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Old 2017-08-25, 21:59   #12
MattcAnderson
 
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"Matthew Anderson"
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Hi Mersenneforum,

Here are a few more efforts regarding mathematical constellations.

These admissible constellations are not as close as possible to each other.

Regards,
Matt
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File Type: pdf prime quads.pdf (143.7 KB, 61 views)
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Old 2017-08-26, 20:14   #13
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You're looking for quadruples (p, p+2, p+6, p+14) of primes. Here's the way I would find these. Notice that p+4 must be a multiple of 3, so p, p+2, and p+6 must be consecutive primes. I can then loop through the primes (generated by a sieve), looking for instances of (p, p + 2, p + 6), and then check if p+14 is also prime. If so, I've found an example. This way I only need one primality test and no need to generate the n-th prime (which is slow).

A better way would be to store two more primes and test if either one was p+14, avoiding the primality test entirely. (You couldn't fit two primes between p+7 and p+13 for congruence reasons.) But that's a bit more work. My simple code, in GP:

Code:
list(lim)=my(v=List(),p=5,q=7);forprime(r=11,nextprime(nextprime(lim\1+1)+1), if(q-p==2 && r-p==6 && isprime(p+14), listput(v,p)); p=q; q=r); Vec(v)
This code can find all such primes p up to 10 million in a fraction of a second. The first prime is 5, the 10th is 3527, the 100th is 251057, the 1000th is 8191277, the 10000th is 181986587, the 100000th is 3358592177, and the millionth is 56147279387.
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Old 2017-08-28, 16:14   #14
danaj
 
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Charles' Pari/GP code is more flexible, but Perl/ntheory has a cluster finder:

Code:
$ perl -Mntheory=:all -E "say join ' ',sieve_prime_cluster(1, 10000, 2,6,14);"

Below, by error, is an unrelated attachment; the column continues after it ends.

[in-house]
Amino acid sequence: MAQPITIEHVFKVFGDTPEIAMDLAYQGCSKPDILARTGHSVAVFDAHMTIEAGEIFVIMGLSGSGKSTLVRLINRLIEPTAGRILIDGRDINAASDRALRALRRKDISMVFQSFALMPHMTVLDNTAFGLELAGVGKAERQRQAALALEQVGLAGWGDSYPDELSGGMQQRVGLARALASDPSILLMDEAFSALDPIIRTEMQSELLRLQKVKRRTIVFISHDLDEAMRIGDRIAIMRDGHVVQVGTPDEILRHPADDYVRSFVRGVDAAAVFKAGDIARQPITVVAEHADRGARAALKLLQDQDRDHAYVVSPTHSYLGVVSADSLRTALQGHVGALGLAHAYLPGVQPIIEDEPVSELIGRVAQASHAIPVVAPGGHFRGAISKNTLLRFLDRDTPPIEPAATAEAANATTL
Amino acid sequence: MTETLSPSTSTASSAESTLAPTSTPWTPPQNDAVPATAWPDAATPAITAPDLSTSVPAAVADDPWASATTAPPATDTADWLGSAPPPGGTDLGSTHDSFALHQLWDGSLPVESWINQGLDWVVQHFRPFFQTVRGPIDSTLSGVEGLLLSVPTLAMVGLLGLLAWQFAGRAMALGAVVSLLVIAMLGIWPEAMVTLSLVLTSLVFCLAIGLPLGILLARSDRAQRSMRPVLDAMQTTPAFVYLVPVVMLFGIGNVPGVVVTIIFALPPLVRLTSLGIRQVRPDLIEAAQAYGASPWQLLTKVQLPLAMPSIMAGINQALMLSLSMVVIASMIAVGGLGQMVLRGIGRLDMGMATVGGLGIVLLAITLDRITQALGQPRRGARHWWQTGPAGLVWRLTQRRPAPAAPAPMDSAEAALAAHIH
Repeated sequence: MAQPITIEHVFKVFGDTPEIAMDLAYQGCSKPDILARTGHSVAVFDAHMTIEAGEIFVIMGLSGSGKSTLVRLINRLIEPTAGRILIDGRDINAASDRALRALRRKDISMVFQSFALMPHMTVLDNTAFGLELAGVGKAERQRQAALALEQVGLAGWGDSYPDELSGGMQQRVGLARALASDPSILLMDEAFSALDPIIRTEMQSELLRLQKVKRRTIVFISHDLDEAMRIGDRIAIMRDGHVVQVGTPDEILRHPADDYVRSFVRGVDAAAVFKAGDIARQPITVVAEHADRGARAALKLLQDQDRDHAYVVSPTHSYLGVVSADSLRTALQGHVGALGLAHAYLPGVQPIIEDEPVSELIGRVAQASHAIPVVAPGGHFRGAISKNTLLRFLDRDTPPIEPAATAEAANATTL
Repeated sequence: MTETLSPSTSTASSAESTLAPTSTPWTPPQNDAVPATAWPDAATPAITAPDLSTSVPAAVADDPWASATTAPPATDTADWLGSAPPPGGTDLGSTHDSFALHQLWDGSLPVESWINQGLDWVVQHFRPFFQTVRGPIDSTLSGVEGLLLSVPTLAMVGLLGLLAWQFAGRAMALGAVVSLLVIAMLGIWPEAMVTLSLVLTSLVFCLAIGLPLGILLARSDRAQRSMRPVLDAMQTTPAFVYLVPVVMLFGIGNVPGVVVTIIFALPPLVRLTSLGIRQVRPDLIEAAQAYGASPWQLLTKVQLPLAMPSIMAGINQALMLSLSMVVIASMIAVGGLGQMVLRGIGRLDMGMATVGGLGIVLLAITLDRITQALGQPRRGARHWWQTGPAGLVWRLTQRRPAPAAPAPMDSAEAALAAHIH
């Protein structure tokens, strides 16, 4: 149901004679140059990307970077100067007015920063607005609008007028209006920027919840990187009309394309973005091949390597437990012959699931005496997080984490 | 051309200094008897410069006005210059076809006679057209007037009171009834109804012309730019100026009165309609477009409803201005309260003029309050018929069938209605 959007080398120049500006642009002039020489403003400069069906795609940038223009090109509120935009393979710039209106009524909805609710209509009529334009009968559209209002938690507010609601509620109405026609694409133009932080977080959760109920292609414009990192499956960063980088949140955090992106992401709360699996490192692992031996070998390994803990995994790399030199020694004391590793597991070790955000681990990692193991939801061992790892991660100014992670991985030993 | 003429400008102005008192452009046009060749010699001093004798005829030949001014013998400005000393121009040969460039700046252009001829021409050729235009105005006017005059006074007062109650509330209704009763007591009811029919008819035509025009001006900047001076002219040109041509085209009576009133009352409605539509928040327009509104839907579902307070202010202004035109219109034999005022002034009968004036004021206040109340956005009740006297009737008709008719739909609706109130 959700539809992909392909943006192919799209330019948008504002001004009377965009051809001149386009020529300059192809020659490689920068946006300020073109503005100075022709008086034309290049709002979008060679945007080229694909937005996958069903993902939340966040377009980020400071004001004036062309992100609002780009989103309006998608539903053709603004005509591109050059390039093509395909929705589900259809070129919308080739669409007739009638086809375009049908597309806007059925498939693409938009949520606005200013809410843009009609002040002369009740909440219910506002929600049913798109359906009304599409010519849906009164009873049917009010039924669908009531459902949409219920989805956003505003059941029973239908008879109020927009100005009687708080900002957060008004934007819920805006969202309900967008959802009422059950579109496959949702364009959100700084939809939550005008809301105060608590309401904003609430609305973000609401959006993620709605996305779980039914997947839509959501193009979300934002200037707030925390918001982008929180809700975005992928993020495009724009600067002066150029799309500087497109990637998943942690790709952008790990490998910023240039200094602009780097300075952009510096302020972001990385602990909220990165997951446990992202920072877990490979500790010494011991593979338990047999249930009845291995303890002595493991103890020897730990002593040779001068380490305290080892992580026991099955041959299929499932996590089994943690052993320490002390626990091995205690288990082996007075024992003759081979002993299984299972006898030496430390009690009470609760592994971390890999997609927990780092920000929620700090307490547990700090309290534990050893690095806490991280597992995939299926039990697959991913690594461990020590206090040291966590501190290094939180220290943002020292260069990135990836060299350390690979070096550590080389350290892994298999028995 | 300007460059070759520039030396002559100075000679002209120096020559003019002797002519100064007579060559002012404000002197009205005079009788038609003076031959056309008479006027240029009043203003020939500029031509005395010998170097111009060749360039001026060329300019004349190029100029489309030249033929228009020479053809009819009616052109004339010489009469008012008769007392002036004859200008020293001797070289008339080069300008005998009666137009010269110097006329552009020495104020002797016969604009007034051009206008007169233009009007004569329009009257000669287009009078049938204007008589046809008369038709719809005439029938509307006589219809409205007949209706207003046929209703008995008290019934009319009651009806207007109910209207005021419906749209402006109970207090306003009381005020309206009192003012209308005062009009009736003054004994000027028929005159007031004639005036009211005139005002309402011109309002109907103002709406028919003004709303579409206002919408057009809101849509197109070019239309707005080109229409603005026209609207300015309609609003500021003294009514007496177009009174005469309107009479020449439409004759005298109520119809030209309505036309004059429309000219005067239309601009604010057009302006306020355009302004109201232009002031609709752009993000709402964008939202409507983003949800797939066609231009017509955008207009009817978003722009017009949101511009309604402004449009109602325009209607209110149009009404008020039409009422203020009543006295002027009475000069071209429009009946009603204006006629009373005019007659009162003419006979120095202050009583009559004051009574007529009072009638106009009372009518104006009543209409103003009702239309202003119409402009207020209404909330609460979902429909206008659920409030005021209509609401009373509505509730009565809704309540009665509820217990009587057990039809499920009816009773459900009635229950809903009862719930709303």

5 17 227 1277 1607 1997 2237 2267 2657 3527 3917 4637 4787 6197 6827 8087
It builds a list of acceptible residues for a large (dynamic) primorial for whatever cluster you've given, then sieves to find a relatively small set of possible residues, followed by primality tests. This vastly cuts down on the number of tests and enables us to split the test as well (so we can just do the faster Euler-Plumb test on each offset, and only run Lucas tests if the whole cluster has passed the faster test).

The more entries in the cluster the faster it gets (in terms of time per range). For this quadruple, it's about 34x faster than the simple Pari/GP script (albeit there are ways that Pari/GP could go faster). As alluded to a long time ago, there is an example script in the ntheory distribution that paralleliizes the search by the simple way of running N ranges at a time, collecting results. That's handy for some of the larger clusters, such as 14-tuplets (e.g. http://oeis.org/A257168).

There are probably faster methods. Woldvogel and Jens Kruse Andersen have private tools for this, among others. I'm sure there are people on this forum who could write something faster if they desired.
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Old 2017-08-28, 17:12   #15
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Quote:
Originally Posted by danaj View Post
The more entries in the cluster the faster it gets (in terms of time per range). For this quadruple, it's about 34x faster than the simple Pari/GP script (albeit there are ways that Pari/GP could go faster).